U.S. Ambassador Demands: Nepal Maoists End Peoples Liberation Army
Posted by hetty7 on November 20, 2010
The U.S. government working through ambassadors, military trainers and other agents has been intervening in Nepal — in a campaign of counterinsurgency and counterrevolution. Part of the operation has been to “explain” to the Maoist what they “have to do” to be “accepted” as a “legitimate” party. And the stick in this scenario is embodied in the continuing U.S. practice of (unjustly!) including Nepal’s Unified Communist Party of Nepal (Maoist), the Young Communist League and the Peoples Liberation Army on its terrorist list.
That is little short of a threat of attack and bloody suppression with U.S. backing.
U.S.: Hands off the Revolution in Nepal!
Maoists are not Terrorists: Take UCPN(M) Off U.S. Government Terrorist Lists!
This article was published by myrepublica.
Sever Ties with PLA: U.S. to Maoists
Kathmandu Nov. 18: The US has urged the UCPN (Maoist) to sever its relation with ex-combatants if the party wants its commitment to democracy and peace unquestioned, while calling on the other parties to assure the Maoists of integration and rehabilitation of ex-combatants on “fair terms”.
The US has also asked the non-Maoist parties to assure the Maoists that they will not be excluded from national politics.
The US urged the UCPN (Maoist), “whose role is central to the peace process”, to let the integration and rehabilitation of their ex-fighters move forward so that the process is completed “as early as possible.”
“Unless they cut their links with their former insurgent military forces, their commitment to peace and democracy will be questioned and others will not feel confident enough to make the necessary compromises on critical issues of constitution drafting and power sharing,” US Ambassador to Nepal Scott H. DeLisi said addressing a function at the Central Department of Political Science at Tribhuvan University on Thursday. DeLisi said the Maoists do not need a military force to pursue their political agenda and they cannot “credibly engage in a democratic political dialogue.” until they continue to have one.
“Now is the time to close the Maoist combatants and move the country forward,” the US ambassador further said.
Sharing the US interests in Nepal with the professors and students of political science in Kirtipur, the US envoy also emphasized that all issues relating to the peace process should be resolved before UNMIN leaves Nepal after 58 days. He also encouraged the political parties to agree on modality of integration and rehabilitation of over 19,000 ex-Maoist fighters.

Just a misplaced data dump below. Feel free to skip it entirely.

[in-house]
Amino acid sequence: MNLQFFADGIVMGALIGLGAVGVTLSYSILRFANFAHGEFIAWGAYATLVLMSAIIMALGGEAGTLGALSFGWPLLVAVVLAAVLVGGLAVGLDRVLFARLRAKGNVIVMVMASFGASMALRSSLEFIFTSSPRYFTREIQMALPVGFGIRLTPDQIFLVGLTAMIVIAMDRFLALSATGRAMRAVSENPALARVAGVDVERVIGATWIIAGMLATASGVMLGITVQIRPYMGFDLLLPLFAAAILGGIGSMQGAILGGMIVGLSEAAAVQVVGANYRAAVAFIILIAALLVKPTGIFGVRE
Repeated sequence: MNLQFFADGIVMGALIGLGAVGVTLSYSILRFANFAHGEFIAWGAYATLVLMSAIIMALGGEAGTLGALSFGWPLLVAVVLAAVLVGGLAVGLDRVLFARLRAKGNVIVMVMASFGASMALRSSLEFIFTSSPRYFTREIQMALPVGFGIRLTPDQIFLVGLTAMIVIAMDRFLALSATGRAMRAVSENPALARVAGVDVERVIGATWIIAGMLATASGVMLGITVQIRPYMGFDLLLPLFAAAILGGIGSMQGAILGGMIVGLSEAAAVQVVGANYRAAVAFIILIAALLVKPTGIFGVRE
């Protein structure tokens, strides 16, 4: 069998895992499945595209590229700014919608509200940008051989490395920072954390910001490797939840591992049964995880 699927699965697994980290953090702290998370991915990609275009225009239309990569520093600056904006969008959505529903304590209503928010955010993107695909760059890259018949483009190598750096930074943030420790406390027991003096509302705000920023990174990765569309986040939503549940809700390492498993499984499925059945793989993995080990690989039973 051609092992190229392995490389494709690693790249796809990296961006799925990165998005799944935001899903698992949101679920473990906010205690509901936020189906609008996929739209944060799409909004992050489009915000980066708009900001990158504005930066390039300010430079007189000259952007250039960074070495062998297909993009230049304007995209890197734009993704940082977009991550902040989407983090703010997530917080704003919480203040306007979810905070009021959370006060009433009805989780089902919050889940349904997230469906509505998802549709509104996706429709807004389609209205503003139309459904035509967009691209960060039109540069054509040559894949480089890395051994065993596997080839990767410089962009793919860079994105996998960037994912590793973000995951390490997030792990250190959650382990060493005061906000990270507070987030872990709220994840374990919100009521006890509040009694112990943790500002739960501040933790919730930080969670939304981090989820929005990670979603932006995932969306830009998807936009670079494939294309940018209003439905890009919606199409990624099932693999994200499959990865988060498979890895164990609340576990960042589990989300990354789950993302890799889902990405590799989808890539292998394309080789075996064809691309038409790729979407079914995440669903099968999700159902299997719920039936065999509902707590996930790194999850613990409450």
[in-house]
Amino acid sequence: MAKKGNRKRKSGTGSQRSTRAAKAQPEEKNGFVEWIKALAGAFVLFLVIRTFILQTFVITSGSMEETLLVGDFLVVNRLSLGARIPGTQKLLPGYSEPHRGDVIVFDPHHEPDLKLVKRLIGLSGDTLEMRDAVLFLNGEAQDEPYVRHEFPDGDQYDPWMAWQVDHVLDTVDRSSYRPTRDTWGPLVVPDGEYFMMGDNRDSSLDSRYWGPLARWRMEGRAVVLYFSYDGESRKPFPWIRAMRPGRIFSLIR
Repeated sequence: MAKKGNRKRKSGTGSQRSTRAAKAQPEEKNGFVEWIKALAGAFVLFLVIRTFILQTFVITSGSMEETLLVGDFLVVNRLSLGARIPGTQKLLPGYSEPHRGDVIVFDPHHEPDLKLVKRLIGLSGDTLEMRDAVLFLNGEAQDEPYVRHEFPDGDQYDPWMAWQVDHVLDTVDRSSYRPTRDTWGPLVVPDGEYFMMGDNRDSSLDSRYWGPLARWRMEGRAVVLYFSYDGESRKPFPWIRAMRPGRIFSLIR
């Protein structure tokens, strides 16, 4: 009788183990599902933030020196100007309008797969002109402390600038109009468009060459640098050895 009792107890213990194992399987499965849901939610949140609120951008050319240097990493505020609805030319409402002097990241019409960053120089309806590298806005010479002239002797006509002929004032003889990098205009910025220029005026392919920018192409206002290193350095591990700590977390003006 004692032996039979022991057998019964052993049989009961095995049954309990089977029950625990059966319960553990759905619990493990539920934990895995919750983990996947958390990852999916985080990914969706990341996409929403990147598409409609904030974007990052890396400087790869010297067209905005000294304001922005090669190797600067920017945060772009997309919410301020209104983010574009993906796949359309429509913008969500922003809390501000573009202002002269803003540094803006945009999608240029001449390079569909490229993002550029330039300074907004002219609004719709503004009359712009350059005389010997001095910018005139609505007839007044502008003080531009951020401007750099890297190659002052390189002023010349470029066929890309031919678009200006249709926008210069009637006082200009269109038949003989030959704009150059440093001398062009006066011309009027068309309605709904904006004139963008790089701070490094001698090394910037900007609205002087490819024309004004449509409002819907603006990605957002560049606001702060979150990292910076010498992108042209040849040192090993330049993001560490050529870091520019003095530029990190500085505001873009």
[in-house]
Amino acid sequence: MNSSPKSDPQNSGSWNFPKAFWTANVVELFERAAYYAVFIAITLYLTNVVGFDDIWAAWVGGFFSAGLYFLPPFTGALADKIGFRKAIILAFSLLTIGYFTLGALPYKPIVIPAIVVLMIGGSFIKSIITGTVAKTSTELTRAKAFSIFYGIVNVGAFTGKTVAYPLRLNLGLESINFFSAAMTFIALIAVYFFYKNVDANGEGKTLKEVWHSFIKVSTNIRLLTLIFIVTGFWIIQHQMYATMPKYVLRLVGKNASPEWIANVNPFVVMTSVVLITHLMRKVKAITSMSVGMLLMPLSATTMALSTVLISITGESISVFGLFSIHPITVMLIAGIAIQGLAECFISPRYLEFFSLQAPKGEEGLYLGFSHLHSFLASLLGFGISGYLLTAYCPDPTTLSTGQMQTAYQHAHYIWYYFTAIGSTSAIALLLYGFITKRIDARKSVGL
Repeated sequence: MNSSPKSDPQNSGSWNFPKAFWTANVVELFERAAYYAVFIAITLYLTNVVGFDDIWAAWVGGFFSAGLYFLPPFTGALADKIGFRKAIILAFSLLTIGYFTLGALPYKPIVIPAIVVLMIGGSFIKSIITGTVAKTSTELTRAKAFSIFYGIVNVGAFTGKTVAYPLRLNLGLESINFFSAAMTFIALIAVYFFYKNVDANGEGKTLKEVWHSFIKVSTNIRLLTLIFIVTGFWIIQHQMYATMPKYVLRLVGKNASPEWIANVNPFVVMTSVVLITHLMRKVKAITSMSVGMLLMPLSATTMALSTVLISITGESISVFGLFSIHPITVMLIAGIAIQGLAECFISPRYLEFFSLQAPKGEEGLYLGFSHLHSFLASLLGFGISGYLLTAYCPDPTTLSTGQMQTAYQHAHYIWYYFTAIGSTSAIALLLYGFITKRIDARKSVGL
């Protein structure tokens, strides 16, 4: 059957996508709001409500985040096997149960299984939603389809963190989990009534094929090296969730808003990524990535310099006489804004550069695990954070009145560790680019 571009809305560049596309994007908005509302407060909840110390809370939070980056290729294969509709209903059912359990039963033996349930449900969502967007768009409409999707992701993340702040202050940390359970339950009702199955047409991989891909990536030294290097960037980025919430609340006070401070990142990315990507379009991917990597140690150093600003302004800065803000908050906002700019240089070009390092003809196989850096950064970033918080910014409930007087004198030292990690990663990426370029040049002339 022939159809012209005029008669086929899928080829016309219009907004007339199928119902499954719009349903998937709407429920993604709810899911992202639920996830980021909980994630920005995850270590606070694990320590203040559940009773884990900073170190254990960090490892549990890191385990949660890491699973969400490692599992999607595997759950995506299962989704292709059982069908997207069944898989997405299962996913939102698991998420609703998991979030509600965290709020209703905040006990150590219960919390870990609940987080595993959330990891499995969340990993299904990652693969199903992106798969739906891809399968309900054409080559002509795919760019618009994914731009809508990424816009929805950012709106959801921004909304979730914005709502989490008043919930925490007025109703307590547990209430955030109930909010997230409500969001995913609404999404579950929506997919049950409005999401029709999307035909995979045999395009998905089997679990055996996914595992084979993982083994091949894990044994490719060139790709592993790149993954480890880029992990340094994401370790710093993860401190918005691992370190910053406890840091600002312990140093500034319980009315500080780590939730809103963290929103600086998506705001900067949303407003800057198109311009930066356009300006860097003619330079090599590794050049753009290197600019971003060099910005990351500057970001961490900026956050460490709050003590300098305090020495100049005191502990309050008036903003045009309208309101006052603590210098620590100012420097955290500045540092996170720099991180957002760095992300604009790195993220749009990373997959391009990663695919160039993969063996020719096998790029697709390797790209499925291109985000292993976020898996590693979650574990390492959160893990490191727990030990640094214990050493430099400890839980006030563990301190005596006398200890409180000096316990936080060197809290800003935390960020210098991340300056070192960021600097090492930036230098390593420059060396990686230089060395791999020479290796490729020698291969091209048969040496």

The US envoy also emphasized that it would be better if all the issues relating to the peace process are resolved before the UNMIN leaves Nepal. “The peace process will not collapse after UNMIN leaves as the international community will continue to offer its support. But now is the opportunity to resolve these issues once and for all while UNMIN is still here,” he said.
The US call for parties to focus with urgency on the peace process have come at a time when parties’ commitment to complete the peace process by January15,2011 is under question as parties continue to struggle amidst a deep political stalemate to find out an agreed modality on concluding the peace process.
Saying that the Maoists may finally be getting more serious about the peace process, he urged other parties to respond with a similar spirit.
Reading out eight-page remarks that outlined his country’s interests in Nepal, the envoy also expressed US willingness to help fund the secretariat’s work, set up field offices and support vocational training for ex-Maoist combatants to be rehabilitated in society, if parties want to.
The ambassador opined that lack of trust among parties has complicated their efforts to reach agreement on political issues.
DeLisa said the US wants to see the new constitution to uphold democratic values, including respect for independence of the judiciary, separation of powers, press freedom, regular and open democratic elections. He was, however, straightforward in saying that the US does not have any prescription for the “right constitution” in Nepal.
According to DeLisi, peace process, democratic constitution, security sector reform, enhancing the rule of law and human rights, development agenda and economic growth, among others are main areas of US interest in Nepal.